Getting the Most Out of Your Treadmill Workout

I read an article awhile back that has made a difference in the effectiveness of my treadmill workouts (glee magazine: Lorra Kristene Garrick).  I try to make a point of passing the article along to my clients.  Let’s face it, we all want to get the biggest bang, calorie & fat wise, for our time and sweat.  The point of the article was to point out that holding on to the treadmill while working out can do more harm than good.  I’ve taken key points in the article and listed them below.

If the rails on the treadmill are positioned too low, holding on will encourage forward posture (especially for tall people), which exacerbates the slumping position most of us develop with aging.  Grasping the rails does not promote natural walking biomechanics.

Some people grip the front bar, yanking forward with each step.  Others grasp the side rails, shoulders bobbing up and down, body weight subtracted from the tread.  Also, clinging on with one hand creates unequal stresses to the body.

Holding on and walking at top speeds is dangerous because of the ballistic hip rotation, over-striding and forward posture.  It can lead to serious neck, back and knee injuries.  Standing straight while gripping won’t correct the situation.

Some people don leather gloves for increased gripping traction, then proceed with their fake walking, legs wistfully moving through mere motions.  But they’re tricked into believing they’re working hard because the settings are high: 4 mph, 12 percent incline.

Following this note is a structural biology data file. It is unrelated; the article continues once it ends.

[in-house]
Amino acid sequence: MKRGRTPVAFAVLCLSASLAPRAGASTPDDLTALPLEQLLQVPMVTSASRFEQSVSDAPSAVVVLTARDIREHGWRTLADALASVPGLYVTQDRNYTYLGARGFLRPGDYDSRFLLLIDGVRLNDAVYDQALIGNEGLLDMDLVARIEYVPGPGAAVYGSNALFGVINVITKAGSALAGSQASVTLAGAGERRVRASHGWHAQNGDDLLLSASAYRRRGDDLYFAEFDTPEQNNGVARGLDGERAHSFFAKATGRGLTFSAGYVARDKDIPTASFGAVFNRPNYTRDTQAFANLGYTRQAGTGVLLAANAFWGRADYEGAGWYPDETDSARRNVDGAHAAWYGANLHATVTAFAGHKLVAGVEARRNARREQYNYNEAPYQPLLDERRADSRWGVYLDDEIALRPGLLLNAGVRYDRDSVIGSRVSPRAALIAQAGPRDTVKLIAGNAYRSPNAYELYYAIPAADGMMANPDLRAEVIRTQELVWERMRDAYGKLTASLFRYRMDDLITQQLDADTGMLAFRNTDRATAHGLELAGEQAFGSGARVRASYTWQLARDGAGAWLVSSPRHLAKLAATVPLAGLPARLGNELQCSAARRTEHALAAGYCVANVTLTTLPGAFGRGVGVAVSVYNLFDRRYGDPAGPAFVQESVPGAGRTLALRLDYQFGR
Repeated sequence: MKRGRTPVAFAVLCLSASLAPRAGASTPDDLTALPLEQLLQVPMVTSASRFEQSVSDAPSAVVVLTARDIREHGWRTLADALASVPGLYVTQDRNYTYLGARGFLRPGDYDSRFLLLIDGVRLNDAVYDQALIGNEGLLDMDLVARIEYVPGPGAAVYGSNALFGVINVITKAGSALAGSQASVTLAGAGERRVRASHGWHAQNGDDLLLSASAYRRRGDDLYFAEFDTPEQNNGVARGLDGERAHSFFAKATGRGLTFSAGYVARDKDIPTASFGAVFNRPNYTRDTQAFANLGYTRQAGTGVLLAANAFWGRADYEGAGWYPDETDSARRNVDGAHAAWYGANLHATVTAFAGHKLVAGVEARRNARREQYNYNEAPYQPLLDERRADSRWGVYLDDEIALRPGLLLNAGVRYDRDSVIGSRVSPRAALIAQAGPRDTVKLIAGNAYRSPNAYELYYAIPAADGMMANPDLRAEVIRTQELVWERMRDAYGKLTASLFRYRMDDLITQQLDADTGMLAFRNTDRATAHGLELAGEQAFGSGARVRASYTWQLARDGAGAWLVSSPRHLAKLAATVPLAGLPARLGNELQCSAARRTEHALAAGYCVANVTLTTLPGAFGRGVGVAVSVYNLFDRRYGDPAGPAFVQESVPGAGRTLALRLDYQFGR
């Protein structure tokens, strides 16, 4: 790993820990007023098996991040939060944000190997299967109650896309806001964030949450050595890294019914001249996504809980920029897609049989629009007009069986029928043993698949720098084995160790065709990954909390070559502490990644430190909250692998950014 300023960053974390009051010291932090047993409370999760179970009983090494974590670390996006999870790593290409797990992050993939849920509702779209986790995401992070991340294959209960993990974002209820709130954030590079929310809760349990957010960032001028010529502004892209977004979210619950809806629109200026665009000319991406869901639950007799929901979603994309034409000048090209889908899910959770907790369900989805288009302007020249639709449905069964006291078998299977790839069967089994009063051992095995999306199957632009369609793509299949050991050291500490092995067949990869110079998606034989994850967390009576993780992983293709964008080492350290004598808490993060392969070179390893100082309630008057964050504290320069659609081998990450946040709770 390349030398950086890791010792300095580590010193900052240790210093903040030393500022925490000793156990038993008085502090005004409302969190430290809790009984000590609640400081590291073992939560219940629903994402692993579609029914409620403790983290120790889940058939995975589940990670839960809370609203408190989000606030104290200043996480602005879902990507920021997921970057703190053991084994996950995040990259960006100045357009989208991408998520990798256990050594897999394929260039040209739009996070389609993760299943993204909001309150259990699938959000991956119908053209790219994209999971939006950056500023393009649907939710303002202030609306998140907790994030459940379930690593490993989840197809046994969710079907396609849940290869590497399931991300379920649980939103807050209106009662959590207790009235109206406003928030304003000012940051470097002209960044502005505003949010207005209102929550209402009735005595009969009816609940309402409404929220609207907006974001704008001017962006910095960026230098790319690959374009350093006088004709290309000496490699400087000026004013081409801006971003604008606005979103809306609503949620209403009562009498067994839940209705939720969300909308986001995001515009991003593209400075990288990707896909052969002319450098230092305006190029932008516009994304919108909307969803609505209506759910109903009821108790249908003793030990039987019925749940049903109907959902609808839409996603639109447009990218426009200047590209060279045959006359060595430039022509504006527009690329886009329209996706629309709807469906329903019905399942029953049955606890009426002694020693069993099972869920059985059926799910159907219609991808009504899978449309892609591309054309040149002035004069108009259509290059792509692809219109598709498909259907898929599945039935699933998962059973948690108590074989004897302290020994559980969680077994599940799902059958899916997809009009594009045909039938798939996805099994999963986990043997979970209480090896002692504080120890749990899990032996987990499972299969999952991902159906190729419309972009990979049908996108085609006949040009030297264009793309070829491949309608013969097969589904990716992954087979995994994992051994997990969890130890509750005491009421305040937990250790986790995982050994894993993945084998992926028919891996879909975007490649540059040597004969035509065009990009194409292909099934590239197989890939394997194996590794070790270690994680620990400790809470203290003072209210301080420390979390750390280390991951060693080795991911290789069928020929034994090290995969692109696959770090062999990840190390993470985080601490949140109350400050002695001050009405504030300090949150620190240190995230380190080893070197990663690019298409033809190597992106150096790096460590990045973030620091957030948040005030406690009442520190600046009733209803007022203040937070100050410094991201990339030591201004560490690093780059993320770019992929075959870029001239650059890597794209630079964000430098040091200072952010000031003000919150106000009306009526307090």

In the actual world, legs, knees, hips and back work in unison to support your full weight as you ambulate.  Holding on, even lightly, takes valuable work away from your musculoskeletal and nervous systems. 

The calorie readout is triggered by the program setting, not the person on the machine.  Walking hands-off burns about 20% more calories for the same length of time.

I’ve seen people increase the treadmill’s elevation to augment the workload, then hold the handrails and lean back, defeating the entire purpose of the elevation.  The leaning back is at the same angle as the incline, literally canceling out its effect.  Leaning forward won’t correct this; you’d be pulling forward.  

People set the speed at an unrealistic pace for the elevation.  Would you really walk 3.3 or 4 mph outdoors up a 15-percent hiking trail?  Begin at a slower speed and let go.  If you prefer a high incline, start slowly.  This pace should be similar to an outdoor uphill hiking pace.  Any discomfort in your lower back means those muscles are working for the first time!

Set the pace or incline at a challenging level, and walk hands-off for only a few minutes.  Then slow down or lower the incline and continue hands off for a few minutes to catch your breath.  Alternate between these more demanding intervals and easier “recovery” intervals.

Regardless of your fitness level, weight or age, you must release your hands and walk the natural way.  After all, haven’t we been doing this since age 1?

Beth Pirtle